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Thompson Town Hall touts expanded healthcare benefits for U.S. veterans

U.S. Congressman Mike Thompson was in Yountville Tuesday evening to spread word about recently-expanded federal benefits in veteran healthcare services.

U.S. Rep. Mike Thompson (right), a St. Helena resident, listens to a question being asked by an area veteran during a Town Hall meeting in Yountville Tuesday on expanded healthcare benefits for former U.S. service men and women.

U.S. Congressman Mike Thompson was in Yountville Tuesday evening to spread word about recently-expanded federal benefits in veteran healthcare services.

The Town Hall meeting, held at the Yountville Community Center and   live-streamed on Thompson’s Facebook page, focused on 2022 landmark legislation aimed at making care available for veterans exposed to burn pits and other toxic substances.

The Sergeant First Class Heath Robinson Promise to Address Comprehensive Toxics (PACT) Act also expanded care and benefits for veterans of the Vietnam era, Gulf War era and Post-9/11 era, Thompson told those in attendance on Tuesday.

“The PACT Act is, I believe, the biggest expansion of VA [Veterans Administration] healthcare benefits, certainly in my lifetime, and it recognized for the first time that exposure to toxic materials needed to be dealt with,” Thompson told the crowd. “There were so many folks who had exposure and they were not being able to get their healthcare needs met. So we passed the PACT Act, because if you serve your country in the United States military, you shouldn’t have to fight for your healthcare. It should be automatic.”

Under the PACT Act, Veterans Administration officials are mandated to assume that certain respiratory illnesses and cancers are related to burn pit exposure, helping veterans access their benefits without having to prove the illness was the result of their service.

Burn pits were used as a waste disposal method by U.S. Armed Forces during the Gulf War and wars in Kosovo, Afghanistan and Iraq. Hundreds of these open-air garbage dumps existed, often close to encampments where American soldiers lived, worked, ate and slept. According to reports, everything considered to be waste – from plastics and electronics; Humvee parts and tires, to biological waste and batteries, hazardous chemicals and munitions – was soaked in jet fuel and burned.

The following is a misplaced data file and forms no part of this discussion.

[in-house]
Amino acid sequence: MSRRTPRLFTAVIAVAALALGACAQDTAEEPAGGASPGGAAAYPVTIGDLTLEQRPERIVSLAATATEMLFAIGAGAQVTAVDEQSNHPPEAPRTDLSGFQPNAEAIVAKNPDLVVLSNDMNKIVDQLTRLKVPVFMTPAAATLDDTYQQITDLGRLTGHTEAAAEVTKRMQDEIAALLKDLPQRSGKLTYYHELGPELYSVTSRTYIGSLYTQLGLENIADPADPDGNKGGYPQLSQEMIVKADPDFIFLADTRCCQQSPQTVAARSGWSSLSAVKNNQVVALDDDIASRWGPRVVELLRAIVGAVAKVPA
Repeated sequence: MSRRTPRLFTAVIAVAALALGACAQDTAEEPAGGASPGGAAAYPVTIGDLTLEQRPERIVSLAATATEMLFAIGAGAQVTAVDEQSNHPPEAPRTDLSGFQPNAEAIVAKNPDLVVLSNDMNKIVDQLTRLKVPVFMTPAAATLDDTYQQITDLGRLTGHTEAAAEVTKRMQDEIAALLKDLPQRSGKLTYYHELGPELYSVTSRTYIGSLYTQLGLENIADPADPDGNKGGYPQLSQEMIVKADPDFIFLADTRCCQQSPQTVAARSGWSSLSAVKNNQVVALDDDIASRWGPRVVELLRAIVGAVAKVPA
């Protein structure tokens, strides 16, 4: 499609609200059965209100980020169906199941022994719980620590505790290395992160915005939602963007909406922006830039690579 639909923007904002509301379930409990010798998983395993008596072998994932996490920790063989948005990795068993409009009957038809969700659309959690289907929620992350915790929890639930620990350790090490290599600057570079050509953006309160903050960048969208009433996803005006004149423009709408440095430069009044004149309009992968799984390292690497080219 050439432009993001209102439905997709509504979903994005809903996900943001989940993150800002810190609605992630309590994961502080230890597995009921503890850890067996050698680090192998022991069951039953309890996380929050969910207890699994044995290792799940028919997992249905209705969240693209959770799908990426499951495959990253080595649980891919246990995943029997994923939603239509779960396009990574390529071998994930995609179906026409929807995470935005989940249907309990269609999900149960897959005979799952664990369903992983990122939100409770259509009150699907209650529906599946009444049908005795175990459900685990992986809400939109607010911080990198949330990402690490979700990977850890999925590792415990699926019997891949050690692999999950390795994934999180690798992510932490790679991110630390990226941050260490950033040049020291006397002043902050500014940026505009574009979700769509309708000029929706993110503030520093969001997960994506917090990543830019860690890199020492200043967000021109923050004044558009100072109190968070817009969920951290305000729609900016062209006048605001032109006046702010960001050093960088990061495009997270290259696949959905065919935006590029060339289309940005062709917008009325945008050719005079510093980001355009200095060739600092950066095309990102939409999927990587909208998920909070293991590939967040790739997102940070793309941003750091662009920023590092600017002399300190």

It has been reported that from 2007 to 2020, the Veterans Administration denied 78% of disability claims by veterans alleged to have been caused by exposure to burn pits.

The $300 billion PACT Act identifies the dates and times of service eligibility as well as a long list of conditions now presumed to be related to that service. Among them, asthma, brain cancer, kidney cancer, chronic bronchitis, hypertension, lymphoma, mealnoma, emphysema and reproductive cancer of any type.

Veterans Administration officials attending Tuesdays Town Hall meeting pointed out that the 2022 law includes many changes so all veterans, regardless of length of service, should contact their local VA office or Veterans Services Officer.

“Whether you were exposed to hazardous chemicals or not, they changed the eligibility that if you served in combat – so every World War II veteran, every veteran that was in Vietnam, every veteran in Korea, every veteran that was in the Gulf War, Iraq, Afghanistan – you’re now eligible to get care in the VA system just based on the fact that you served in combat,”  said David Stockwell, director of the Northern California VA Health System, adding that veterans are now signing up in record numbers.

Stockwell said the VA has seen double the number of new enrollees since the new law took effect. Of 1.7 million PACT Act claims, 1.4 million had been completed, resulting in $6.1 billion in retroactive benefits.

“Regardless of whether you think you’re eligible or not, you should absolutely apply for VA healthcare today,” said San Francisco VA Health System associate director Neil Gordon, also in attendance at Tuesday’s Town Hall. “If you’re already enrolled in VA healthcare, you should file a claim for benefits to see if you can get expanded coverage at no cost or additional benefits from the PACT Act.”

Thompson, a St. Helena resident and Vietnam War veteran, represents California’s 4th Congressional District, which includes all or part of Lake, Napa, Solano, Sonoma and Yolo counties.

The Democratic lawmaker said he has already held similar town halls in Sonoma and Solano counties, and plans to do the same in Lake and Yolo counties.

For more information on the PACT Act, click here or call 1-800-MyVA411 or 1-800-698-2411.

Locally, veterans can contact Dell Pratt, Napa County Veteran’s Service Officer, at (707) 253-4558.